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Human(Kind): How Reclaiming Human Worth and Embracing Radical Kindness Will Bring Us Back Together

Ashlee Eland
WaterBrook, 224 pages
Reviewed by Karie Charlton

For Ashlee Eiland, kindness is more than simple politeness. Transformational kindness requires bravery “to undo the damage we’ve done because it’s the secret weapon for detecting the intrinsic worth found in every person.” As a black woman who grew up in the South, she shares her life story through her beautiful and painful memories, all of which taught her how “to be kind to [her] own worthy self.” I am grateful she has shared her story; as a white woman around the same age I found much to relate to and much that was eye-opening.

She shares a story about a white babysitter, Cherie, who loved her very much, and out of kindness tried to wash Eiland’s hair. It was a disaster; everyone cried. Eiland recalls loving this woman but knowing there was a limit to what kind of care she could give. Eiland’s mom had a choice: to demand Cherie do more to learn about hair or to simply accept what Cherie was able to give, knowing that she had tried her best. Cherie’s intention was kindness, but the result was disastrous. Eiland and her mom choose to respond with kindness.

Eiland revealed her least favorite nickname: Oreo, “black on the outside; white on the inside.” She recalled a time her friends did her makeup (blue eyeshadow) and now she realizes that trying to fit in by conforming to “someone else’s idea of beauty” only brings shame. Belonging shouldn’t require status symbols or excluding others, but should be based on the notion that all are “worthy, valuable, chosen and beloved.” At the end of her high school experience, she told her friends she got into her college of choice and another senior in the room, who had not been accepted by the same school, said it was because she is white and Eiland is black. Remarkably, Eiland responded with empathy; she told the other student she was sorry she didn’t get in. It was awkward, but Eiland affirms it was the right thing to do. These events shook her confidence, but she remained firm in her choice to treat herself and everyone else with kindness.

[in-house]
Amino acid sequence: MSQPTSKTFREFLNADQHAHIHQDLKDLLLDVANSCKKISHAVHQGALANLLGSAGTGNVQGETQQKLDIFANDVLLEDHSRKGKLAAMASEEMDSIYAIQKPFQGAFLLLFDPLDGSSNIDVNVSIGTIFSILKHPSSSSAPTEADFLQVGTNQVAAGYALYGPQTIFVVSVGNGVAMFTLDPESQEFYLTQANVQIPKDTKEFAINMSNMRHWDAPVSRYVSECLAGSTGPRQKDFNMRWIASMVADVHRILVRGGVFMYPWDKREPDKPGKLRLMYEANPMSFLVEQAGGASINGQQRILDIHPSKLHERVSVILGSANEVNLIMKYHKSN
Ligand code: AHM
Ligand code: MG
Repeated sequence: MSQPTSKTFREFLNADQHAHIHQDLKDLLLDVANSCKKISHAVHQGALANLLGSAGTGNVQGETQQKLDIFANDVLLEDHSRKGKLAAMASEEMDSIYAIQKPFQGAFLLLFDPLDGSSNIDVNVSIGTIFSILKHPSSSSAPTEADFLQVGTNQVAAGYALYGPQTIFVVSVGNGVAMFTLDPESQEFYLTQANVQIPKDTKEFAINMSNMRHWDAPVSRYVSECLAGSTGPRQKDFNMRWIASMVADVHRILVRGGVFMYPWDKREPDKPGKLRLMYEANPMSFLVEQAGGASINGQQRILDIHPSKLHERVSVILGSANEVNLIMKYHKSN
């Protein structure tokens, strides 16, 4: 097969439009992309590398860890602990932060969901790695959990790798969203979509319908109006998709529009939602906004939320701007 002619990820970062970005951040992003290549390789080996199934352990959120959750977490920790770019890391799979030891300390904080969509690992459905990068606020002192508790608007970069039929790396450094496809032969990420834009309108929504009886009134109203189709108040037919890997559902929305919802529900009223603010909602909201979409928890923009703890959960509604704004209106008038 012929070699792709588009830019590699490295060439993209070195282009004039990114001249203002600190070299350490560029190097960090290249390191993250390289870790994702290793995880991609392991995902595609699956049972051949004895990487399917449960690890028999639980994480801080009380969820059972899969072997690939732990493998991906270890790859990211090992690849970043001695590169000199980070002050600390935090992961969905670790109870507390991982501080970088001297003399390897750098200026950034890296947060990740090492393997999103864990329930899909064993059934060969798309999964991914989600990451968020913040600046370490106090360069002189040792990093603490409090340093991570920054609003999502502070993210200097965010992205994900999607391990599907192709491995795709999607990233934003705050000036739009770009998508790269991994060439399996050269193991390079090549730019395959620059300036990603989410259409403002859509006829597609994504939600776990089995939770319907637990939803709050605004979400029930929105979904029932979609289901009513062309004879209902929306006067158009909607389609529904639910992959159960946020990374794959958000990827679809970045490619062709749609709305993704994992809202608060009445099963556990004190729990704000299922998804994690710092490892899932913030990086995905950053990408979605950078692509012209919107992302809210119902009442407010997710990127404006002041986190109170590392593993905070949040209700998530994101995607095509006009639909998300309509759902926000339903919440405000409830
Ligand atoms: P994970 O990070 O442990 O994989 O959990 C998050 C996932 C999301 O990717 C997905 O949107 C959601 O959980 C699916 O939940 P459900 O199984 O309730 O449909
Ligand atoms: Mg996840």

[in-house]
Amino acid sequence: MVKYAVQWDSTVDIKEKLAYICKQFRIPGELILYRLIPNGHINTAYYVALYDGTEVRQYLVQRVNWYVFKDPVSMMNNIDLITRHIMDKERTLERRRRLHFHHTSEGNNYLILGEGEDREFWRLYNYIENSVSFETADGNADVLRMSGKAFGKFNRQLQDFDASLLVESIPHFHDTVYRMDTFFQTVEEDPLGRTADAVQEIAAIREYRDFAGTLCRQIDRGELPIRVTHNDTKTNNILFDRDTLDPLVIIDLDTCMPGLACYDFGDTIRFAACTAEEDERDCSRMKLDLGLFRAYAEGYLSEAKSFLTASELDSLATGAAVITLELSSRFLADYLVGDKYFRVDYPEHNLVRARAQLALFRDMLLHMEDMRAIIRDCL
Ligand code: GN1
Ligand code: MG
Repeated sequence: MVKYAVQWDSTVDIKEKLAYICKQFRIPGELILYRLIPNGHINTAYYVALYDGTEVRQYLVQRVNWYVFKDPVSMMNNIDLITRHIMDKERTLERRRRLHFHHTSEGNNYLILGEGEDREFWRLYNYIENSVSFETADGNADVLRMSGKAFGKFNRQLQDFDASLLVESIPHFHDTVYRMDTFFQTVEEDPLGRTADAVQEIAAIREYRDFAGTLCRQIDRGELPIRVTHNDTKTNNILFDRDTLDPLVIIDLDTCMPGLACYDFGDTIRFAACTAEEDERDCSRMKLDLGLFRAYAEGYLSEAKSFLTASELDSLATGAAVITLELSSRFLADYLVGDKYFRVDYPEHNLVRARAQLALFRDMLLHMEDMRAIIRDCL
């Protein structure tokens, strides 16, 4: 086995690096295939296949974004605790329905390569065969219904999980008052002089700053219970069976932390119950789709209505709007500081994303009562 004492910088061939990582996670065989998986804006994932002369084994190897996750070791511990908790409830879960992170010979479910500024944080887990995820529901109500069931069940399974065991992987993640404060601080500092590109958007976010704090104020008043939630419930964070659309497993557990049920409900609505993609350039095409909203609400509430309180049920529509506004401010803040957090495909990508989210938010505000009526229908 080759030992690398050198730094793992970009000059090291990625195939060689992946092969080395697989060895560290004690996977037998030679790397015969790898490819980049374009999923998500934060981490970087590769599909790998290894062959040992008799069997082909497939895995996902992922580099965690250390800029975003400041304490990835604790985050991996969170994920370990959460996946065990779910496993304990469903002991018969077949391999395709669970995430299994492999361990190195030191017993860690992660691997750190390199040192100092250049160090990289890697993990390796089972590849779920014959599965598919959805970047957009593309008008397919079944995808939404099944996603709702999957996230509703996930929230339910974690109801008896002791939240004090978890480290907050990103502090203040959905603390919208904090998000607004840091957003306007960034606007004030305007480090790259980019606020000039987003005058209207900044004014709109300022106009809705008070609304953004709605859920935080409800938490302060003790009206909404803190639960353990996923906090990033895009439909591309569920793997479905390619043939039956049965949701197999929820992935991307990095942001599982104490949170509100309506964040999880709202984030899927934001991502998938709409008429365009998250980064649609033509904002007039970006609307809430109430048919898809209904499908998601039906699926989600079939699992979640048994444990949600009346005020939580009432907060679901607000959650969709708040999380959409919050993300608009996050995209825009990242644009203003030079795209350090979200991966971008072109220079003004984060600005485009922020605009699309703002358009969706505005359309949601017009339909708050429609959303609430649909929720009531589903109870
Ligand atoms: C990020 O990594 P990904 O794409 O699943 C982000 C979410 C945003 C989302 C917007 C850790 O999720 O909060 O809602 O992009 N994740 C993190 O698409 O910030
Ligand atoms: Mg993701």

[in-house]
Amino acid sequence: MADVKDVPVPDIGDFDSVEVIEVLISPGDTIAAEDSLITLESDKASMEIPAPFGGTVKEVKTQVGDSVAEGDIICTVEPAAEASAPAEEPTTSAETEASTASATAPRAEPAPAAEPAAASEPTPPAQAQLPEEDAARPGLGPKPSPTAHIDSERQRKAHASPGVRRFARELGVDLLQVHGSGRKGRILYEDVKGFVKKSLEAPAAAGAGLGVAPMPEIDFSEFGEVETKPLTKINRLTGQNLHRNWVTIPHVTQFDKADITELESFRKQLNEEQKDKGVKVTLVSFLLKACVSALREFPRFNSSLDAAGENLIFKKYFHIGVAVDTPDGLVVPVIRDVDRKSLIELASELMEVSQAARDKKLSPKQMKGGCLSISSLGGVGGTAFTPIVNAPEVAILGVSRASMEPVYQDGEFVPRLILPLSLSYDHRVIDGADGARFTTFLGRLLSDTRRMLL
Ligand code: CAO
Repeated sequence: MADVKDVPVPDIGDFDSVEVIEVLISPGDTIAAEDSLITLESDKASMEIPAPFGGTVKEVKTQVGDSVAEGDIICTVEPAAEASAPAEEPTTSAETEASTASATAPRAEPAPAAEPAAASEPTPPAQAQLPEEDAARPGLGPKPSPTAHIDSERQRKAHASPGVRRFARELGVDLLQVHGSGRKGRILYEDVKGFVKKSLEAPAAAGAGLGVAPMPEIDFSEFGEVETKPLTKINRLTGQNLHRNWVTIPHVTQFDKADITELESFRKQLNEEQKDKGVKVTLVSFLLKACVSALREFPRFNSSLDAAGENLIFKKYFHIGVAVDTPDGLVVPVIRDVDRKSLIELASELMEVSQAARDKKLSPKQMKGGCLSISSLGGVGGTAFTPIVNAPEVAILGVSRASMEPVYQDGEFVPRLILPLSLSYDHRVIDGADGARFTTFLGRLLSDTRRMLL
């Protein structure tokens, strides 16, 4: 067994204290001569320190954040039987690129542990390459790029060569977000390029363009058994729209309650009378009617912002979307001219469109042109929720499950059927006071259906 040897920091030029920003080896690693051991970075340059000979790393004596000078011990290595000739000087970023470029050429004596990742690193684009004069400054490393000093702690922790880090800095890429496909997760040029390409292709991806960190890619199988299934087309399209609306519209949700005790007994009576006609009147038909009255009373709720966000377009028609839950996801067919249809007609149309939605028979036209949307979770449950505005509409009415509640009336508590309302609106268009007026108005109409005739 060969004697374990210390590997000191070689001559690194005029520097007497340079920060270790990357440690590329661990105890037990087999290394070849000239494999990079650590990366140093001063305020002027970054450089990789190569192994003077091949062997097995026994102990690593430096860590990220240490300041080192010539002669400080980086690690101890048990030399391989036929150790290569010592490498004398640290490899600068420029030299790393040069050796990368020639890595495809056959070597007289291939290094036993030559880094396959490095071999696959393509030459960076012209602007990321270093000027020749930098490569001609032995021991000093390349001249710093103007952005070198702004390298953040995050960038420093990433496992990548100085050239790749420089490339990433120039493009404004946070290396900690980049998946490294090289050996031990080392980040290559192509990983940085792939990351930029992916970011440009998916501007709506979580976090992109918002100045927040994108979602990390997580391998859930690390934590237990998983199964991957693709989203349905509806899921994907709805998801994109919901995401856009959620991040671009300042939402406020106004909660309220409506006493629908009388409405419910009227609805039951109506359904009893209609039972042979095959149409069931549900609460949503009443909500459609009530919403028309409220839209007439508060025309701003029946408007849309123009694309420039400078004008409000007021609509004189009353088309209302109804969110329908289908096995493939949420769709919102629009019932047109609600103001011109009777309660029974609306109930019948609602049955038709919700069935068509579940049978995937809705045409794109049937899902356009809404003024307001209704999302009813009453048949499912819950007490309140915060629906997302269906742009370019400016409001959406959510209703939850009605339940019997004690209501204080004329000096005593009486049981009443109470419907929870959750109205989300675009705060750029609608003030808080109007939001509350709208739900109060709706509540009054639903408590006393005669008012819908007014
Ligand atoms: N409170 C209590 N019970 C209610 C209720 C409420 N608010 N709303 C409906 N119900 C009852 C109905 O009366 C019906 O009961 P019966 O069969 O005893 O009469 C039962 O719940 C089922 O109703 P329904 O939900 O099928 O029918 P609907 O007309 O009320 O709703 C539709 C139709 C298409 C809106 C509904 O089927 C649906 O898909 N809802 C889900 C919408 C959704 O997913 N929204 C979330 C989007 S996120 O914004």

In college, Eiland chose to live in a traditionally black dorm and seek out experiences with a variety of students. The Christian group she joined was primarily Chinese and she recounts her experience of her first dumpling with them. “I could be fully proud of who I was and appreciate the richness of other cultures. I didn’t have to forfeit one for the other.” In the chapters concluding her college years and entering the adult world, she talks about friendship and the kindness of strangers.

The last chapters circle back to earlier themes, but this time the readers’ depth of understanding helps us see her story differently. After experiencing hostility again, she tells her companions, “My whole life, I’ve had to hold honor and respect in one hand and anger and sadness in the other — just to survive.” Radical kindness requires this tension.

Karie Charlton is the associate pastor at Third Presbyterian Church of Pittsburgh, and the leader of the Pittsburgh Chapter of Days for Girls making reusable menstrual hygiene kits. On her blog periodpastor.com, she reflects on her work and interprets it as part of living out her faith.

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